The Road From Gaza
A snapshot of editorials from around the world on what comes next after the Israeli withdrawal from Gaza.
David Michaelis (left) is a veteran producer for Israeli television. He moved to the United States in 2000 to co-found Link TV, where he is director of current affairs. Jamal Dajani (right) is director of Middle Eastern programming at Link TV, where he produces the Peabody Award-winning daily newscast Mosaic: World News From the Middle East.
There is an old, deeply cynical joke about the intractable Israeli-Palestinian conflict. A scorpion wants to cross the Jordan River, but can't swim. He asks a frog if he can hitch a ride on his back. "Of course not," replies the frog. "You might sting me."
"Why would I do that?" the scorpion counters. "If I hurt you, I would drown. It would be irrational." The frog considers the scorpion's logic and agrees. Halfway across the water, the scorpion suddenly seizes the frog in its pincers and injects his deadly venom. The stunned, bewildered frog asks, "Why did you sting me? Now we will both die." With his last breath the scorpion says, "I couldn't help it. That's the Middle East for you."
Not everyone in the Middle East is that pessimistic. Certainly some believe that the Israeli-Palestinian conflict is never-ending, but others keep seeking pragmatic solutions. Despite decades of violence, betrayals and false hopes, change does happen, sometimes with unexpected suddenness.
After almost 40 years of occupation, nearly 9,000 Jewish settlers were removed from Gaza by the Israeli army last week -- efficiently, quickly and with less resistance than many predicted. It was a historic withdrawal, and after all the anguish and threats, it took less than six days.
This week on Rough Cut we present the story of two men who are committed to finding a peaceful settlement to the dilemmas of the Middle East. Occupied Minds is the personal odyssey of two journalists -- Jamal Dajani, a Palestinian American, and David Michaelis, an Israeli citizen -- who travel together to Jerusalem, where they were both born, "to face the hard realities of our shared land." Their journey is a road trip across a grim and divided landscape, but it is leavened by gallows humor and a heartfelt desire to find solutions.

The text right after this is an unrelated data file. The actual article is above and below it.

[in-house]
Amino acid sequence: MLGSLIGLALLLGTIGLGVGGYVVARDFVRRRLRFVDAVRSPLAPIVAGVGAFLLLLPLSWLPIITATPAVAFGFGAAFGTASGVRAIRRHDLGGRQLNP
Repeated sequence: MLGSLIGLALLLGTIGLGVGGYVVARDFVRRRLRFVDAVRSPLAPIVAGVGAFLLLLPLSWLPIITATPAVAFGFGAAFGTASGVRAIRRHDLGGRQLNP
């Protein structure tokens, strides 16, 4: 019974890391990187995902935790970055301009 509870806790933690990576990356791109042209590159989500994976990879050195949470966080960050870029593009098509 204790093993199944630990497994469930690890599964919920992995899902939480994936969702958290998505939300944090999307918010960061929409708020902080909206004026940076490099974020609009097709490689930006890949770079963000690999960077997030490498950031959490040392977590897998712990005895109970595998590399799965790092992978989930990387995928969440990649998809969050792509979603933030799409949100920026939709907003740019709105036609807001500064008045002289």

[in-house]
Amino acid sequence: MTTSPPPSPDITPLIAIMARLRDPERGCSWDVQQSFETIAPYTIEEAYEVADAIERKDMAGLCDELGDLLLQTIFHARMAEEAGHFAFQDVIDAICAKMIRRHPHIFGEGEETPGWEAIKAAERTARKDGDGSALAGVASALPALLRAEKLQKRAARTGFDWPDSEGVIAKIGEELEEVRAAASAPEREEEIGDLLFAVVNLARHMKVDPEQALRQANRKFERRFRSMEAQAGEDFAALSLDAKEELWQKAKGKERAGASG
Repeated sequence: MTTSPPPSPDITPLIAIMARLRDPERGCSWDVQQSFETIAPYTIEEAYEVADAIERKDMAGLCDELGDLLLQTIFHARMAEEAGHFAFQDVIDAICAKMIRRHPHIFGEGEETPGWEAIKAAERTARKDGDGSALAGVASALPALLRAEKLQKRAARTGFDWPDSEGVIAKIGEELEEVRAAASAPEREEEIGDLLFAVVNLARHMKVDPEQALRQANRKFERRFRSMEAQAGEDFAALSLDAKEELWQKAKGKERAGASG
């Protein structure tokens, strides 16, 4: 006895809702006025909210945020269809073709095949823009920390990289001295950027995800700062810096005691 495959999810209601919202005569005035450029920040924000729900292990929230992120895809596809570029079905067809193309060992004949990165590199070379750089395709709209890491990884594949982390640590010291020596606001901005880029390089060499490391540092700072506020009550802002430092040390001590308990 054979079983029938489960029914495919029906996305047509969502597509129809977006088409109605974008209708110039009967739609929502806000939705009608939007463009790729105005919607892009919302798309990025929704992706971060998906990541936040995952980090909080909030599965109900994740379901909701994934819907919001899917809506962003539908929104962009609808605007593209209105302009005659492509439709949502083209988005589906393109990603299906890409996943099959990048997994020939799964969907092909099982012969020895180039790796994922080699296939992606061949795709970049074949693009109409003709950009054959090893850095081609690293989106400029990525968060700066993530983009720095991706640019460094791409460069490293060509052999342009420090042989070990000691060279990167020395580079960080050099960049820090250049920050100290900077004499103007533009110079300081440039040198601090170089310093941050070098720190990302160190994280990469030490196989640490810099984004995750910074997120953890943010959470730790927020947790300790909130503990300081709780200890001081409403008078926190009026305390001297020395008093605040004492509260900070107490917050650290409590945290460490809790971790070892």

"I'm the optimist of the two of us," Dajani declares in the video. "I believe that rather than creating two separate states, one Israeli and one Palestinian, we should have a one-state solution, where everyone shares in the same land and has equal rights. I know that I am in the minority with this idea."
Michaelis is less sanguine about the prospects for a shared country, arguing that a two-state settlement is more realistic. A veteran Israeli television news producer, Michaelis came to San Francisco five years ago to help establish Link TV, a satellite network dedicated to global news coverage and specializing in the Middle East. "After some time of working here with Jamal, I said definitely Jews and Arabs can coexist in California," says the 59-year-old Michaelis. But Jerusalem is not the Bay Area. "In San Francisco, you only have to choose what kind of latte you want to have in the mornings."
What you will see here is a 20-minute excerpt of their hour-long documentary, Occupied Minds, released this summer. The full-length film is available on DVD from Link TV, which this year won a Peabody Award -- one of broadcasting's highest honors -- for its signature program, Mosaic, a daily digest of news from Middle East broadcasters produced by Dajani.
Don't expect any easy answers here, but at least Dajani and Michaelis are asking the hard questions -- together.